Drahi commented, “BT has a significant opportunity to upgrade and extend its full-fibre broadband network to bring substantial benefits to millions of households across the UK. We fully support the management’s strategy to deliver on this opportunity. We understand that the expansion of the broadband network is one of the UK government’s most important policy objectives and a core part of its levelling up agenda.”
There have been some interesting recent developments in Altice’s native France, where it owns SFR. Incumbent Orange decided to sell 50% in the Orange Concessions division earlier this year to a consortium of local French equity firms, raising funds to pursue an aggressive fiber roll out in rural France, either directly though infrastructure build outs, or investing in or acquiring smaller regional fiber operators. The $1.6 billion raised will go a long way to helping Orange realize its Engage 2025 vision, a set of plans published in August 2020 providing a rough guideline for how Orange will reinvent its operator model over the next five years.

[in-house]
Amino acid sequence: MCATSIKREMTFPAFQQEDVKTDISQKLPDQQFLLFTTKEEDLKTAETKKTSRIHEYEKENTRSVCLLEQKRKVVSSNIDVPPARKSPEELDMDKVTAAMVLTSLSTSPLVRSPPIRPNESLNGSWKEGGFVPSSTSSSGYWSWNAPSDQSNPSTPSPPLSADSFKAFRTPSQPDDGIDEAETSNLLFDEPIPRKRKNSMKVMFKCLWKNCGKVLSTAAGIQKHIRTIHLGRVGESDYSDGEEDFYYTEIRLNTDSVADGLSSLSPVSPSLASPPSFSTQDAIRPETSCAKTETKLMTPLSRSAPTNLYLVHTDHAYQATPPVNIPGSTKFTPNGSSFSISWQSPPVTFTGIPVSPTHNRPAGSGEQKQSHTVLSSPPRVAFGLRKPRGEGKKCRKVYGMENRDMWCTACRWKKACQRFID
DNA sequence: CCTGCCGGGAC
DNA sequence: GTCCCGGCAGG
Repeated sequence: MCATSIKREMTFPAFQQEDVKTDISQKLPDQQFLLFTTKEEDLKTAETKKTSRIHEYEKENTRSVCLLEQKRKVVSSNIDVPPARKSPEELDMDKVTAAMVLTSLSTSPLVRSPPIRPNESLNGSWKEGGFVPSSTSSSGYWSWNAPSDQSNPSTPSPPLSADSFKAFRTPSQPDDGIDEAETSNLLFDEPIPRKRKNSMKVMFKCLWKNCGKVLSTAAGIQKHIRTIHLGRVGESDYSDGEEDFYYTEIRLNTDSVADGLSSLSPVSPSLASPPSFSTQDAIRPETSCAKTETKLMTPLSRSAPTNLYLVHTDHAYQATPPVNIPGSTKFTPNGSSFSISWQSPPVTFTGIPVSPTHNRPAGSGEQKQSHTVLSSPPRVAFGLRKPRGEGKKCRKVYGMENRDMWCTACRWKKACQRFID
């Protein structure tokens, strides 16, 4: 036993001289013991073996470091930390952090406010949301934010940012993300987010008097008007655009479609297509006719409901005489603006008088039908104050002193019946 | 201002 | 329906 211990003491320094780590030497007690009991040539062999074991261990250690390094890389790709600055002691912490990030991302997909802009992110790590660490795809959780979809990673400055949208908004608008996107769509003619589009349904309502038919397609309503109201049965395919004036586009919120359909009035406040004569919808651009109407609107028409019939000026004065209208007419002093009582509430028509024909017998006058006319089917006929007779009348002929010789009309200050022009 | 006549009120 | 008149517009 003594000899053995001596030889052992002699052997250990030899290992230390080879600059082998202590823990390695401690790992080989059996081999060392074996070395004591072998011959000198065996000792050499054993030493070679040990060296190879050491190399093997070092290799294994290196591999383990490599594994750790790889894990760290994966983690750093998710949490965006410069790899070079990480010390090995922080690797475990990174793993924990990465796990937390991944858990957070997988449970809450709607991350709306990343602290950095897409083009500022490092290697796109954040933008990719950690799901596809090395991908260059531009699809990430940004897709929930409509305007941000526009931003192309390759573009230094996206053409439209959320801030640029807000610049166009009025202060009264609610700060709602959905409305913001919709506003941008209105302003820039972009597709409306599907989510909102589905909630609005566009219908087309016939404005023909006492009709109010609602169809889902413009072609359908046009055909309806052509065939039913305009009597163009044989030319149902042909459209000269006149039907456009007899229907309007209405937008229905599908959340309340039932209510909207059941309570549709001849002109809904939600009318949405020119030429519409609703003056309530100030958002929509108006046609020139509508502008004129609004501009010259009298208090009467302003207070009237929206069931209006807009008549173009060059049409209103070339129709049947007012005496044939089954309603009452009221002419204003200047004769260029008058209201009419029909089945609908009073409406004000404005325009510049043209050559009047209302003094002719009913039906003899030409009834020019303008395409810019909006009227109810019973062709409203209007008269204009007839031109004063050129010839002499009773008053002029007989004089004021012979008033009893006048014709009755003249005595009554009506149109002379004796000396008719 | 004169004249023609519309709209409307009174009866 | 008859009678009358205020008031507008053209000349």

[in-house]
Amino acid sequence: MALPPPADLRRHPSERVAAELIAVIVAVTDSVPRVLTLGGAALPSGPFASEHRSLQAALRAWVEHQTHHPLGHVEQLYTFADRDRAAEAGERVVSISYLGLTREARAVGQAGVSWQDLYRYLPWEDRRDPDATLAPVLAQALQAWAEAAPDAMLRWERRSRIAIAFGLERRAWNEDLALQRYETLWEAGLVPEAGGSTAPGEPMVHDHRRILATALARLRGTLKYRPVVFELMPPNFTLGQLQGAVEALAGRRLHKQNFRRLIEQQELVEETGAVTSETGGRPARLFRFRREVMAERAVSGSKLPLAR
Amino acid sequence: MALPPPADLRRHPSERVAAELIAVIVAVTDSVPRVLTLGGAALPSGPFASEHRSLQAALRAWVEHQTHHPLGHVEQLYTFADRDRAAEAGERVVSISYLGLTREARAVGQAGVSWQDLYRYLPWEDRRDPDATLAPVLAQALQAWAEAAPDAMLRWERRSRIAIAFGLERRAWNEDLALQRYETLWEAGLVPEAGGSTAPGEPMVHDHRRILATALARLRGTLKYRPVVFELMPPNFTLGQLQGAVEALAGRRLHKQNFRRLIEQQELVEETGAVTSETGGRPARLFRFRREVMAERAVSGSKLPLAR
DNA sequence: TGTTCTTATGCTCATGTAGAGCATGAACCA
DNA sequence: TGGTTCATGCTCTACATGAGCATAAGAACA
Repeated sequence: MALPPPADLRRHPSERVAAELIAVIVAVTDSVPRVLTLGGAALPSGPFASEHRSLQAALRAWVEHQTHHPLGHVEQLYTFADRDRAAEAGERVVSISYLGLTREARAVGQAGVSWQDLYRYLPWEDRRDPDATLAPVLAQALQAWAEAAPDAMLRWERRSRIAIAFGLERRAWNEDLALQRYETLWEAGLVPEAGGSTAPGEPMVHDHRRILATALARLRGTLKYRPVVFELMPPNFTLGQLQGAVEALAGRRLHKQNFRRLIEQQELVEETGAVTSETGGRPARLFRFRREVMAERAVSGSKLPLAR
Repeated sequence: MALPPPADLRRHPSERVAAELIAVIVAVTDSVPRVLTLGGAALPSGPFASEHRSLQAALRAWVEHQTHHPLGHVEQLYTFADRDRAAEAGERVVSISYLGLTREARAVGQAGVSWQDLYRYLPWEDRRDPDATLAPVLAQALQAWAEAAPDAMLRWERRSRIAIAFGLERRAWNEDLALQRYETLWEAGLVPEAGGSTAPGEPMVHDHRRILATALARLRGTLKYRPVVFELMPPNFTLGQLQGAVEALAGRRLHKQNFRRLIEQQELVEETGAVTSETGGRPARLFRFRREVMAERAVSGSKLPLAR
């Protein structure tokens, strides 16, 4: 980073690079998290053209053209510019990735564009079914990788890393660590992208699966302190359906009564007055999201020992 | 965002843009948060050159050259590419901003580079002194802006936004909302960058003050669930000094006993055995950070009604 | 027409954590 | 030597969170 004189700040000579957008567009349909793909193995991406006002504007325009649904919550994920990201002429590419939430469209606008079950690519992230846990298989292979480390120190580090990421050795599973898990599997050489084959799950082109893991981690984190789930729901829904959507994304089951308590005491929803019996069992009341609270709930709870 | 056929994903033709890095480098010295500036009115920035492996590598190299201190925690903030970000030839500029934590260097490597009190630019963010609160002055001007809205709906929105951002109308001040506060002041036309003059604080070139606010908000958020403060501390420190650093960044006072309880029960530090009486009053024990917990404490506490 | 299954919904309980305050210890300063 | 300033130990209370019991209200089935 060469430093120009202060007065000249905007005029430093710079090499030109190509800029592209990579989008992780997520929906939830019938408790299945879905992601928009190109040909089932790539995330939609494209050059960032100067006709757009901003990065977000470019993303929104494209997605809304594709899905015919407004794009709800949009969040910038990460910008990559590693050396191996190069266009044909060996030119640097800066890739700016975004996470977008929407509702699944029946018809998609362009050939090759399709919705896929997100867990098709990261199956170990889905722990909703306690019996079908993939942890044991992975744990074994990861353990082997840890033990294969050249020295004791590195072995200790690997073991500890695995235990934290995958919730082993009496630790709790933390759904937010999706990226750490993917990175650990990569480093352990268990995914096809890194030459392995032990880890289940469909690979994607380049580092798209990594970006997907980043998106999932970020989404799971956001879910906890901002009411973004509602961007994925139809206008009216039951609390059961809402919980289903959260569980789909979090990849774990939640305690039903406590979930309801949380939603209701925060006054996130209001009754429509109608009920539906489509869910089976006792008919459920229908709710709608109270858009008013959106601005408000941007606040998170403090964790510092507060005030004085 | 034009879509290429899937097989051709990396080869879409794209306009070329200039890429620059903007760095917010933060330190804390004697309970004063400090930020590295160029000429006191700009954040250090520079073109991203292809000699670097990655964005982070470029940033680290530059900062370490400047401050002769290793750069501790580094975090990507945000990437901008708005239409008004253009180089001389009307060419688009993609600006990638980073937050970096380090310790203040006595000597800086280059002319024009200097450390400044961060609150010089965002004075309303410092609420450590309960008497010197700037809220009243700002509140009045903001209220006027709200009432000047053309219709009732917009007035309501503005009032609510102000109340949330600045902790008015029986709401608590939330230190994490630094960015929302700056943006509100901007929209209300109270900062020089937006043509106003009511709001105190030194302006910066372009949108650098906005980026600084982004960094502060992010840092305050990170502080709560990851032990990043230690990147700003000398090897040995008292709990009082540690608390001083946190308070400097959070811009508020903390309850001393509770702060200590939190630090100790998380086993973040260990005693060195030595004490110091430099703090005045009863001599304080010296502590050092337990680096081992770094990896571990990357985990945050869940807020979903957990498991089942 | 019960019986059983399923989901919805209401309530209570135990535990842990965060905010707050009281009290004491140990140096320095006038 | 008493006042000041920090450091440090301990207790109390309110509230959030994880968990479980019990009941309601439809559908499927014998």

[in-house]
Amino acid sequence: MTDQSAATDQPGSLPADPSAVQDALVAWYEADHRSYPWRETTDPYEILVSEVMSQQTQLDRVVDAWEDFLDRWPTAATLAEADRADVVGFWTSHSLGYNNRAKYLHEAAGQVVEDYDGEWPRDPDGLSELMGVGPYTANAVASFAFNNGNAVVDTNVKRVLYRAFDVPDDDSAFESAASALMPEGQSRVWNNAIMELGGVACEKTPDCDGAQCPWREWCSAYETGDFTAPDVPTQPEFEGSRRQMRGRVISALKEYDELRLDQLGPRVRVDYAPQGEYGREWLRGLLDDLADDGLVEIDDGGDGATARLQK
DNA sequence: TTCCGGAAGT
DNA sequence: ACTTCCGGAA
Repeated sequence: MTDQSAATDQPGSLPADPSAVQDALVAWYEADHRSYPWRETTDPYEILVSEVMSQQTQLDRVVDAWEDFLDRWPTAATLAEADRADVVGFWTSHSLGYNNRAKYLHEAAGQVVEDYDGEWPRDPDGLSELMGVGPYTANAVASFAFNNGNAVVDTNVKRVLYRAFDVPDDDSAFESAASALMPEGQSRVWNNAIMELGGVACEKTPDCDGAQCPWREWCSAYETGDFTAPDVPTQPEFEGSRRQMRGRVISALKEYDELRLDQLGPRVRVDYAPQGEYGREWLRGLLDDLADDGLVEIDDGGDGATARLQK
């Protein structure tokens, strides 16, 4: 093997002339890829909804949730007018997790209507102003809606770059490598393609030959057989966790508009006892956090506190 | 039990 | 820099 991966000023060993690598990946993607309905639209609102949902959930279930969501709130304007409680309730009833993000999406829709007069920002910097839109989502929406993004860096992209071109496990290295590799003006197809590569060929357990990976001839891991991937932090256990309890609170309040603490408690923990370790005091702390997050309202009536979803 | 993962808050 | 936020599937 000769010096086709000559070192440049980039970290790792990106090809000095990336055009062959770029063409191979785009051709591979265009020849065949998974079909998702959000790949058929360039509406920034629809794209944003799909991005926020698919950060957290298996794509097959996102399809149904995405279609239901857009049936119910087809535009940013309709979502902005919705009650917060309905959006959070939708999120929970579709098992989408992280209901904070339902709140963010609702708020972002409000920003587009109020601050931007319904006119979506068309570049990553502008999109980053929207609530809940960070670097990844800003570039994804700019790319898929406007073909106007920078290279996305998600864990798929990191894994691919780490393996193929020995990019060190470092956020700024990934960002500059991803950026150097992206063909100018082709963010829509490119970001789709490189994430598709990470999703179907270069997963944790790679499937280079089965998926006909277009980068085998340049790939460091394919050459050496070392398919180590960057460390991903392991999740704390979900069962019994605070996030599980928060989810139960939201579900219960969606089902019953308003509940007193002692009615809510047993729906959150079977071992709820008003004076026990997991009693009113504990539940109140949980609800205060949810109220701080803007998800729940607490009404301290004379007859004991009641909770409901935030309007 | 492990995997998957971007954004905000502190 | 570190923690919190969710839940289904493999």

Through its Openreach division, which handles the building and running of the fixed network, BT could pursue a similar strategy to Orange on the acquisition front, although there are fewer smaller broadband providers rural areas of the UK, compared to France, for BT to potentially swallow.
This would likely be met with regulatory scrutiny anyway.
Meanwhile, back on the other side of the pond, Altice USA announced something similar around the same time, selling a stake of a little under 50% in its fiber business Lightpath to Morgan Stanley Infrastructure Partners for $2.3 billion. Despite this sale, Altice USA has been eager to remind us of its expanding gigabit availability and its commitment to building out FTTH infrastructure, claiming that over three quarters of its entire footprint now has access to 1Gbps broadband speeds.
We should remember that Altice USA was officially separated from Altice NV back in 2018, although it will take longer than that for the two entities to start behaving independently of each other.